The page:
Why so many jobs are going unfilled
Despite all the recent headlines about layoffs and strong jobs growth, "really large numbers of jobs in the United States" are still waiting to be filled, said Nick Eberstadt, economist and demographer at the American Enterprise Institute.
“It's really unfamiliar what's happening now,” Eberstadt told Yahoo Finance. "We've got men and women who are sitting on the sidelines of the economy and not applying to these jobs.”
The problem, according to Eberstadt: "The prime age male component of the labor market," or men who have left the labor force and are not looking for work. The trend, which he describes in his recently updated book, "Men Without Work," has been underway for two generations now.
“We have this remarkable paradox where we have very high numbers of prime-age men who are neither working nor looking for work at the same time that we've got a unprecedented, peacetime labor shortage where we have over 10 million unfilled open positions in the economy,” said Eberstadt.
The economist estimates roughly 7 million men between the ages of 25-54 are believed to be sitting on the sidelines, not looking for work. Those people are not accounted for in the unemployment rate, which ticked down to 3.4% last month.
A rise in the stock market and housing prices during the pandemic may have given older workers the ability to retire early at higher than expected levels, triggering what Fed Chair Jerome Powell has referred to as “excess retirements.”
“Labor demand substantially exceeds the supply of available workers, and the labor force participation rate has changed little from a year ago,” Powell said following the Federal Open Market Committee’s two day meeting last week. He referred to the labor market as “extremely tight."
Last year’s decline in stocks and slowing real estate market may have brought some of those retirees back into the labor force, but not at the rate economists would hope.
“If we had kept on pre-COVID trends, roughly speaking, we'd have about 4 million more men and women in the workforce today than we have,” said Eberstadt.
New research suggests that declining asset values from January to October 2022 may have prompted an extra 170,000 people between the ages of 51 and 65 to return to the labor force https://t.co/bHUlZyywTS pic.twitter.com/5RA9MWFN7C
— St. Louis Fed (@stlouisfed) January 9, 2023
'Immigration has to play a role'
Immigration is another demographic factor. “Looking in that rear view mirror, it looks like there was a steep drop off in 2021 and 2020, and that might account for a million of the 4 million gap,” he said.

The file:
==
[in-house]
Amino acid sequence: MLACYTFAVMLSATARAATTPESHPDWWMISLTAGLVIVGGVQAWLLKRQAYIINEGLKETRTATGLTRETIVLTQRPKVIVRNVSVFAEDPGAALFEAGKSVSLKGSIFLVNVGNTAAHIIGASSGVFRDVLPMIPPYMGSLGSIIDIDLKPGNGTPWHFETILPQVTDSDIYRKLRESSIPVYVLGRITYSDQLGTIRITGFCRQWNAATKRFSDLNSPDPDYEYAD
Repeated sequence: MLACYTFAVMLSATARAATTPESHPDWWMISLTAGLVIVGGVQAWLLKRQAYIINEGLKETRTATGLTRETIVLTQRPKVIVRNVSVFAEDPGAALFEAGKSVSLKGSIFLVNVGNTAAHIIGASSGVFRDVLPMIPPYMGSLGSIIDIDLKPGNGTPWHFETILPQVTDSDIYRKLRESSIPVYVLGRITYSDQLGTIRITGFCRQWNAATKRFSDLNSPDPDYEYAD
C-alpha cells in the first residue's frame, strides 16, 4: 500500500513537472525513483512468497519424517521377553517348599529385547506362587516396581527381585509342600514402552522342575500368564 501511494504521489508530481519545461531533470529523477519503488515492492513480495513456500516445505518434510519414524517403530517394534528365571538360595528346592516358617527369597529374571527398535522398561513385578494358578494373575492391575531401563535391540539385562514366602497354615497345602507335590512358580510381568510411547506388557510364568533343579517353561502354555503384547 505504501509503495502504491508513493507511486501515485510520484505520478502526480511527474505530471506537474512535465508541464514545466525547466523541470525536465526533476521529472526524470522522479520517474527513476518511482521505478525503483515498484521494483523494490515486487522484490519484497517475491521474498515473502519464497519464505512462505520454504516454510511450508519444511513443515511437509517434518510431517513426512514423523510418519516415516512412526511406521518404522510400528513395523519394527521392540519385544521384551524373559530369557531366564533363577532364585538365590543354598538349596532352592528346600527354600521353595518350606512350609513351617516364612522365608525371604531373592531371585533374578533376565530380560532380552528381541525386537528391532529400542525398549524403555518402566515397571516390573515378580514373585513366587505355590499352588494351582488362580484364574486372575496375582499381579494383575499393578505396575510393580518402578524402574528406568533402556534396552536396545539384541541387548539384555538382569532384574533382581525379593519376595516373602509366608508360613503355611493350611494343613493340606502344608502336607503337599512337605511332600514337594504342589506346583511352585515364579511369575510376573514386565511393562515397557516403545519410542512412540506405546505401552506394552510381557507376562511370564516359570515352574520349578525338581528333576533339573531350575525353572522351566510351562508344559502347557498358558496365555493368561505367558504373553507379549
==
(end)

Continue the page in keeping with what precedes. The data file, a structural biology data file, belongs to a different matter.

Eberstadt added: “Over the past half century, immigration has been a pretty important component in labor force, growth. And, since we know that the US is at considerably below replacement childbearing pattern right now, if the U.S. is to have stable or increasing workforce size, immigration has a role to play there.”
The demographic trends are not only an issue for the labor market, but also for the economy as a whole. Older people consume less, and pay fewer taxes, compared to the younger cohort of tax-paying workers.
“So the problem for the United States is that while there’s some modest population growth in the 25-64 year old group, the growth in the population of people aged 65 and older is so large that more people are going to be moving out of their peak spending years and into the years with the lowest income and lowest consumption,” Eric Basmajian, founder of EPB Research recently wrote in a note titled "Deep Dive Into Global Demographics."
Will layoffs solve the problem?
It’s clear some companies over-hired during the pandemic, to keep up with a digital demand for goods and services. Now many of them are announcing layoffs, though only a fraction of their total workforce. As severance packages run out and the economy decelerates, more people are expected to re-enter the workforce.
“As the economy slows, the enormous disproportion in the number of unfilled jobs will decline somewhat,” said Eberstadt. “But will it drop by 6 million? Will it drop by 7 million? Will it get back to the low numbers of unfilled positions that we saw in, say 2009, 2010?"
That, he added, "Would take quite some doing.”
Ines is a senior business reporter for Yahoo Finance. Follow her on Twitter at @ines_ferre
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